If you look at the average positions of the wide players in the first leg, or even the most touches of wide players Welbeck(later moved to the center) and Alexis, they happen to crowd out towards the central attacking positions, with massive overlaps with the central midfielders Ozil and Cazorla. Only later when Walcott was brought on did the team seem to have an edge from wide because of his diagonal runs. Walcott and Welbeck, probably the quickest attackers at Arsenal, will again start from the bench, so the onus will be on Ozil and Alexis to stretch the play laterally. Unless the wide players themselves drift into pockets away from the center, vertical fullback runs become redundant with random hopeful crossing the only resort. Ozil is a master at shadowing away from the play and then putting the ball precisely in the path of a runner. If he starts on the left on Tuesday, he’ll not only have Monreal bursting to his left but also the ever-hungry Ramsey to connect his passes with. Alexis likewise will need to take responsibility from the right hand side.
3. Score an early goal.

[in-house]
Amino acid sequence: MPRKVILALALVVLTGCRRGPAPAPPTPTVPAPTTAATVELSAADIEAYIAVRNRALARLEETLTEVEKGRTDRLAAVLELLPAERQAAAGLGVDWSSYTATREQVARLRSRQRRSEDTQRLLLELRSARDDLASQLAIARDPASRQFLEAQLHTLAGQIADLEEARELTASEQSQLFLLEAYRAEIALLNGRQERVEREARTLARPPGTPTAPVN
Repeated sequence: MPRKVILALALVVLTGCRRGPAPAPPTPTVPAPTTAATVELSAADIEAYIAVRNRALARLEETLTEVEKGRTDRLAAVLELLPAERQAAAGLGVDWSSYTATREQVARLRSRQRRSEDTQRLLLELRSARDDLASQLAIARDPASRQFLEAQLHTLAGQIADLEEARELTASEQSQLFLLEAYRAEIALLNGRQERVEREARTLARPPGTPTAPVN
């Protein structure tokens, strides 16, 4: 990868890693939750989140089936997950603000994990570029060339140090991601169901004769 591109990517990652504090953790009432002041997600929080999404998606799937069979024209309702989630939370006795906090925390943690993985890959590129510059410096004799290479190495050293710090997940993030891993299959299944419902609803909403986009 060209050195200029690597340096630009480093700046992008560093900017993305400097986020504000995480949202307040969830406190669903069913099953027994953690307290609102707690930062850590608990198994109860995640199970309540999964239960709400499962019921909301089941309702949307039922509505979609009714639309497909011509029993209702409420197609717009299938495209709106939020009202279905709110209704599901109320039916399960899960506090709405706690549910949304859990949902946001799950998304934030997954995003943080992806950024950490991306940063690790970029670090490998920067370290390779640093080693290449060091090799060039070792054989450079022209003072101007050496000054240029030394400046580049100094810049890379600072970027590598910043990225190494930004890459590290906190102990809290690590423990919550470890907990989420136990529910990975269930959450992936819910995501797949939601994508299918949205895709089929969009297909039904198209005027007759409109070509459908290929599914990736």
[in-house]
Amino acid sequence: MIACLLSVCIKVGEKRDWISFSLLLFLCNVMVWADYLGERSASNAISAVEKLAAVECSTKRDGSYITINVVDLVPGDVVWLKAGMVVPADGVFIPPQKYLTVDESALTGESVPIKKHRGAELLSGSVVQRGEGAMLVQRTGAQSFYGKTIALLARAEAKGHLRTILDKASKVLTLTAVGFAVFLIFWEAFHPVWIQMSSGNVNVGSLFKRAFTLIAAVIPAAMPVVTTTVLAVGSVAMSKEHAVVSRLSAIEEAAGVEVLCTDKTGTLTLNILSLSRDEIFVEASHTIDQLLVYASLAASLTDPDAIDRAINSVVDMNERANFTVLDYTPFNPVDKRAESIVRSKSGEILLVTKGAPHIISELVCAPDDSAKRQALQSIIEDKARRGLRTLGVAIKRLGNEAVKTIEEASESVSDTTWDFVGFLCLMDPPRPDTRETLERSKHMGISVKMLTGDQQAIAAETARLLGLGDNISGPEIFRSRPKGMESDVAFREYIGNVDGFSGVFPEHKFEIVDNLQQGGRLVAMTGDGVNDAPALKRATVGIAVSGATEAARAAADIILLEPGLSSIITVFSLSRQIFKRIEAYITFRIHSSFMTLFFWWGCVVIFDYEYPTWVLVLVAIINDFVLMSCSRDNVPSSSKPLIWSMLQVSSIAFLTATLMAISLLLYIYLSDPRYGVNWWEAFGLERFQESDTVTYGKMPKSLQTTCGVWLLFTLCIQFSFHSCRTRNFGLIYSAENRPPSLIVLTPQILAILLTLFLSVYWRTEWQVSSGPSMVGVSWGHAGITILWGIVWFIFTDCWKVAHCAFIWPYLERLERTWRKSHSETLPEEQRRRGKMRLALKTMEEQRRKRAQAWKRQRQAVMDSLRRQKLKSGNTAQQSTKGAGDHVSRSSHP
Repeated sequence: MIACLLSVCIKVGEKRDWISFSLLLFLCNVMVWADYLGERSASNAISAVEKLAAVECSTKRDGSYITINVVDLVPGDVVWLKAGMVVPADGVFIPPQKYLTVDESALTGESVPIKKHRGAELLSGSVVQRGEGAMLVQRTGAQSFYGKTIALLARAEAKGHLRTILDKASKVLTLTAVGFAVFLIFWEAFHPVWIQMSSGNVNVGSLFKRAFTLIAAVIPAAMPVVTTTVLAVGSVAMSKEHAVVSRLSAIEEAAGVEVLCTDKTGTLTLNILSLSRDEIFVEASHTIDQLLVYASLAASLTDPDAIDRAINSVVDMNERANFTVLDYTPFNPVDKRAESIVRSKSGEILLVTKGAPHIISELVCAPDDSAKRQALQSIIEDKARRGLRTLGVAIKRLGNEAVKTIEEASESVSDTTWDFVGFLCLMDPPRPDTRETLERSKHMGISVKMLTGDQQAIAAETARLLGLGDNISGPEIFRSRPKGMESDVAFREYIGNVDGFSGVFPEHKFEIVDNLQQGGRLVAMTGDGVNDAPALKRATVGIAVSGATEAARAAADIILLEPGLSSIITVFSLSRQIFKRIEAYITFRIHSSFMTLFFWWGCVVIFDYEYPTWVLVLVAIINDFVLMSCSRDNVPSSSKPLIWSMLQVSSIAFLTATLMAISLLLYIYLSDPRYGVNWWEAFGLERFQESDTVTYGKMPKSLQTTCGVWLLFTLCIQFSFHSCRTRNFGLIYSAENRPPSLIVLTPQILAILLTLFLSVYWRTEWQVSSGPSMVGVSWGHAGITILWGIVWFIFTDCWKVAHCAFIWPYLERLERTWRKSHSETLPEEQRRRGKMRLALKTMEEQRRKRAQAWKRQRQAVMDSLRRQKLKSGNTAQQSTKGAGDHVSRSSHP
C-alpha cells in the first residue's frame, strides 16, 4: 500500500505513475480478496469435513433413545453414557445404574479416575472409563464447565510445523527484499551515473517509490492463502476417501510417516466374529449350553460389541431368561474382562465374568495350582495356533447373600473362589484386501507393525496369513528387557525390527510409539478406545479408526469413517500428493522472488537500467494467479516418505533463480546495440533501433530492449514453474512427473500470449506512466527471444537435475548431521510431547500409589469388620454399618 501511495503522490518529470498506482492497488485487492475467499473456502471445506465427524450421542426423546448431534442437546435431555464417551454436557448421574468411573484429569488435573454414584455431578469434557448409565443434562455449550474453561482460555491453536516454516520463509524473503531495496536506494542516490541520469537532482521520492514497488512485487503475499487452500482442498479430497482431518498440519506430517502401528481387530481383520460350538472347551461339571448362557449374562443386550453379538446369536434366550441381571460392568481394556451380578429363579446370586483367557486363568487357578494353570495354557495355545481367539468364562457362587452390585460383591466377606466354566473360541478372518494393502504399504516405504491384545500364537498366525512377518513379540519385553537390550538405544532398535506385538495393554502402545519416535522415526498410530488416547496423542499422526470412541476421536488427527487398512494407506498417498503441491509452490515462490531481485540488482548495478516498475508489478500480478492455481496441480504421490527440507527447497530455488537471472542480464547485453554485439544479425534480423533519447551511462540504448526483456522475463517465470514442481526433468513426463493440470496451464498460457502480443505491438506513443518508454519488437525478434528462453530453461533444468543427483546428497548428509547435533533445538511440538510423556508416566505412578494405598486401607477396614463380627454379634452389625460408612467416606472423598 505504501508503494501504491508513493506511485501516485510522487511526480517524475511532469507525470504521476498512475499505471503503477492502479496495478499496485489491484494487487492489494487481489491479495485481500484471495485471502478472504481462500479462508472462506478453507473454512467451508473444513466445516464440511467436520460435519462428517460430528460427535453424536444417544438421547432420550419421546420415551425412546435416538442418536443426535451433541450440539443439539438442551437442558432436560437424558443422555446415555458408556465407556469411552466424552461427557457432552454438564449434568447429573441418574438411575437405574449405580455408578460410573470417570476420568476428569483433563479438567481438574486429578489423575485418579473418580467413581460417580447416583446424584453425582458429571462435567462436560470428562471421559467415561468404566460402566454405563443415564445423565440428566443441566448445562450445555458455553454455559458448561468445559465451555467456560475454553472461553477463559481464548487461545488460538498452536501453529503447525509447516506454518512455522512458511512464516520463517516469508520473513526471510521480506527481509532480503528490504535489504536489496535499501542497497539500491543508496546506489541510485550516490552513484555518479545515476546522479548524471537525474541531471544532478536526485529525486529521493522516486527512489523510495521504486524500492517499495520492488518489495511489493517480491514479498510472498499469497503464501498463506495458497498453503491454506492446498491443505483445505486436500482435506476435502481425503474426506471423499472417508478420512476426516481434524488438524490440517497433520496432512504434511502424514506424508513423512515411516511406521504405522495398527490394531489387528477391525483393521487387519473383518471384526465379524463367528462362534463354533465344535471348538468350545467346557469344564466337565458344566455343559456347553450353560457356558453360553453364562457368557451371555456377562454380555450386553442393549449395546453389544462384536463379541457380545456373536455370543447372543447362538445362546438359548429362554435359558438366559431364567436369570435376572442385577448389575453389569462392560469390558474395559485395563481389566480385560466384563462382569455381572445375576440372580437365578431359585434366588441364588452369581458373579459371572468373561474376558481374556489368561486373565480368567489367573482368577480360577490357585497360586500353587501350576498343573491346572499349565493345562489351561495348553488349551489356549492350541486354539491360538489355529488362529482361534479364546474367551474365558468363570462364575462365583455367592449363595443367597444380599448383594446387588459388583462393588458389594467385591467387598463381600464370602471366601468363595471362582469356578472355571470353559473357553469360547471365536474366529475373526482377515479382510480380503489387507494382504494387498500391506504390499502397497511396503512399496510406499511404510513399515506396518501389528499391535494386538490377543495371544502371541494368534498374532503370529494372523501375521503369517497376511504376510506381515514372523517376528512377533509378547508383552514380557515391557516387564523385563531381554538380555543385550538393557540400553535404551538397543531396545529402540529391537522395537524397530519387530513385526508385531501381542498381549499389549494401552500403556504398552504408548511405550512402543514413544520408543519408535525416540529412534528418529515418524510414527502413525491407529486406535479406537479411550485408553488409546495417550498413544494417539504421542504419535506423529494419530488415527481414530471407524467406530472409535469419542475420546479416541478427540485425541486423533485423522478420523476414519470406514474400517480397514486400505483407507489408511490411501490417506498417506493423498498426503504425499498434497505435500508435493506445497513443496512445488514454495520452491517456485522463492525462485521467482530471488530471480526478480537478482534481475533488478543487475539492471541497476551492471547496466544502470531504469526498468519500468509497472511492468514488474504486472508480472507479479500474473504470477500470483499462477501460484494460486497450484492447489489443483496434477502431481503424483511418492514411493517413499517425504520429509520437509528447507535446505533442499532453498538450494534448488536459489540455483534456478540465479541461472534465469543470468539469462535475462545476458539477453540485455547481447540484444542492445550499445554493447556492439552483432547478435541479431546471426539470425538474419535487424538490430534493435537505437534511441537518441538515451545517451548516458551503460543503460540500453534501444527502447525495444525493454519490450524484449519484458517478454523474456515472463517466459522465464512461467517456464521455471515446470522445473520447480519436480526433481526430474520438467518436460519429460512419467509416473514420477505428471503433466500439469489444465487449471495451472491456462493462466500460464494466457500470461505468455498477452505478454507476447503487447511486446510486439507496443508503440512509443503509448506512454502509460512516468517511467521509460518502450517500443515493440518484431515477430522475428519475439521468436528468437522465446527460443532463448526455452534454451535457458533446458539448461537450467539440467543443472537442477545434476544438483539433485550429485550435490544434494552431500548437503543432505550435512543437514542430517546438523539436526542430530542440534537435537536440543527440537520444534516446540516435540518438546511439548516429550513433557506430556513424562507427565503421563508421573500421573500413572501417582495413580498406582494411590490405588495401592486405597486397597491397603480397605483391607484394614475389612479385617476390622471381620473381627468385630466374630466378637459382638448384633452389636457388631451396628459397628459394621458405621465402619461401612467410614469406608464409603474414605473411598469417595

There is no substitute for an early goal in matches like these. Going 1 up in the first 15-20 minutes would be ideal, especially when the opponents are most likely to set up in a counter attacking fashion. The early goal not only puts immediate pressure on the players, but also makes the home fans jittery and that more often than not leads to a sloppy back pass or a mistimed challenge in the box or a shaky clearance back into an attacker’s path. A high tempo start is key and a resulting early goal preferably will play straight into Arsenal’s hands. Not to forget the Monaco side doesn’t boast of a lot of experience with most players aged 23 or below and early pressure could just force them to wilt. The fact that Monaco haven’t played in the knockouts of this competition since being knocked out back in 2005 will also play a part, with most players completely alien to the demands of a 2 legged European tie. All that comes into factor, only if Arsenal pile up enough pressure to get an early breakthrough.